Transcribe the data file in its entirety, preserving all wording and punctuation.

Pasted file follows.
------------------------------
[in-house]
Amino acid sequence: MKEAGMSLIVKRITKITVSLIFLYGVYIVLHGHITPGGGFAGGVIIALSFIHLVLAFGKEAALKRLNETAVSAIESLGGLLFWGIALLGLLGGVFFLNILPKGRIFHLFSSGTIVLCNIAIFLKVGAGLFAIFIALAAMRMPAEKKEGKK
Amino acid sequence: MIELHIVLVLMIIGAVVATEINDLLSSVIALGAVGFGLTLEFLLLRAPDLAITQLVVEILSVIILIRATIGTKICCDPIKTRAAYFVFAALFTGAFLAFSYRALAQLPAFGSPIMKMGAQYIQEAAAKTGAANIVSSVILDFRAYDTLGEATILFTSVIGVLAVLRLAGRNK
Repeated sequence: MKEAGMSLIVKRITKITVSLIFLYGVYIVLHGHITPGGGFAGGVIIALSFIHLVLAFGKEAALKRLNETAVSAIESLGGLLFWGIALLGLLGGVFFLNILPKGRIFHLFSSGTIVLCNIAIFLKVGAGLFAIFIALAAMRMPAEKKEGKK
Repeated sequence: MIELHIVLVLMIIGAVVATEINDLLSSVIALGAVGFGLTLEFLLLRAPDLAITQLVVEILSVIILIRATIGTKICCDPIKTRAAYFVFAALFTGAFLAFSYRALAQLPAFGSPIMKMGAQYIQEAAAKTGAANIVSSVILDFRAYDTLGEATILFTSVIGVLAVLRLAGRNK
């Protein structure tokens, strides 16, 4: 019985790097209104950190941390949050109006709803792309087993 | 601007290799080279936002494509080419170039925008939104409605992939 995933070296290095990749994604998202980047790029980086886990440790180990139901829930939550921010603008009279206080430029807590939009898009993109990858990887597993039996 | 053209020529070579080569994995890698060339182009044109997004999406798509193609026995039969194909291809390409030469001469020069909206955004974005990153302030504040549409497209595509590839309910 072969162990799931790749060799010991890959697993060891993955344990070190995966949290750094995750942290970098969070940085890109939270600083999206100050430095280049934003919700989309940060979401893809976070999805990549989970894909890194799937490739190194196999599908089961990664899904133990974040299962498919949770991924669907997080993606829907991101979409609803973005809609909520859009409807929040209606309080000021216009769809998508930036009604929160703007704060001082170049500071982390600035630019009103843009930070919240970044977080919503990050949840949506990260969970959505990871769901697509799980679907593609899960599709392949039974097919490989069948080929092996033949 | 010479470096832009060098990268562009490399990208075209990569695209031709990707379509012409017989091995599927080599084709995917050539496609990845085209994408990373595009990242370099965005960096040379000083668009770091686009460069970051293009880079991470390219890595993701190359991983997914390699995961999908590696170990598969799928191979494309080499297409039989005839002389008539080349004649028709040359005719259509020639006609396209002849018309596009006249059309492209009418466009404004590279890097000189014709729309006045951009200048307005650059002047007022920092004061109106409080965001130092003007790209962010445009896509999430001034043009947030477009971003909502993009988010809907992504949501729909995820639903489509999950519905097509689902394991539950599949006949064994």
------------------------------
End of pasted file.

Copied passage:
[in-house]
Amino acid sequence: MKEAGMSLIVKRITKITVSLIFLYGVYIVLHGHITPGGGFAGGVIIALSFIHLVLAFGKEAALKRLNETAVSAIESLGGLLFWGIALLGLLGGVFFLNILPKGRIFHLFSSGTIVLCNIAIFLKVGAGLFAIFIALAAMRMPAEKKEGKK
Amino acid sequence: MIELHIVLVLMIIGAVVATEINDLLSSVIALGAVGFGLTLEFLLLRAPDLAITQLVVEILSVIILIRATIGTKICCDPIKTRAAYFVFAALFTGAFLAFSYRALAQLPAFGSPIMKMGAQYIQEAAAKTGAANIVSSVILDFRAYDTLGEATILFTSVIGVLAVLRLAGRNK
Repeated sequence: MKEAGMSLIVKRITKITVSLIFLYGVYIVLHGHITPGGGFAGGVIIALSFIHLVLAFGKEAALKRLNETAVSAIESLGGLLFWGIALLGLLGGVFFLNILPKGRIFHLFSSGTIVLCNIAIFLKVGAGLFAIFIALAAMRMPAEKKEGKK
Repeated sequence: MIELHIVLVLMIIGAVVATEINDLLSSVIALGAVGFGLTLEFLLLRAPDLAITQLVVEILSVIILIRATIGTKICCDPIKTRAAYFVFAALFTGAFLAFSYRALAQLPAFGSPIMKMGAQYIQEAAAKTGAANIVSSVILDFRAYDTLGEATILFTSVIGVLAVLRLAGRNK
């Protein structure tokens, strides 16, 4: 019985790097209104950190941390949050109006709803792309087993 | 601007290799080279936002494509080419170039925008939104409605992939 995933070296290095990749994604998202980047790029980086886990440790180990139901829930939550921010603008009279206080430029807590939009898009993109990858990887597993039996 | 053209020529070579080569994995890698060339182009044109997004999406798509193609026995039969194909291809390409030469001469020069909206955004974005990153302030504040549409497209595509590839309910 072969162990799931790749060799010991890959697993060891993955344990070190995966949290750094995750942290970098969070940085890109939270600083999206100050430095280049934003919700989309940060979401893809976070999805990549989970894909890194799937490739190194196999599908089961990664899904133990974040299962498919949770991924669907997080993606829907991101979409609803973005809609909520859009409807929040209606309080000021216009769809998508930036009604929160703007704060001082170049500071982390600035630019009103843009930070919240970044977080919503990050949840949506990260969970959505990871769901697509799980679907593609899960599709392949039974097919490989069948080929092996033949 | 010479470096832009060098990268562009490399990208075209990569695209031709990707379509012409017989091995599927080599084709995917050539496609990845085209994408990373595009990242370099965005960096040379000083668009770091686009460069970051293009880079991470390219890595993701190359991983997914390699995961999908590696170990598969799928191979494309080499297409039989005839002389008539080349004649028709040359005719259509020639006609396209002849018309596009006249059309492209009418466009404004590279890097000189014709729309006045951009200048307005650059002047007022920092004061109106409080965001130092003007790209962010445009896509999430001034043009947030477009971003909502993009988010809907992504949501729909995820639903489509999950519905097509689902394991539950599949006949064994």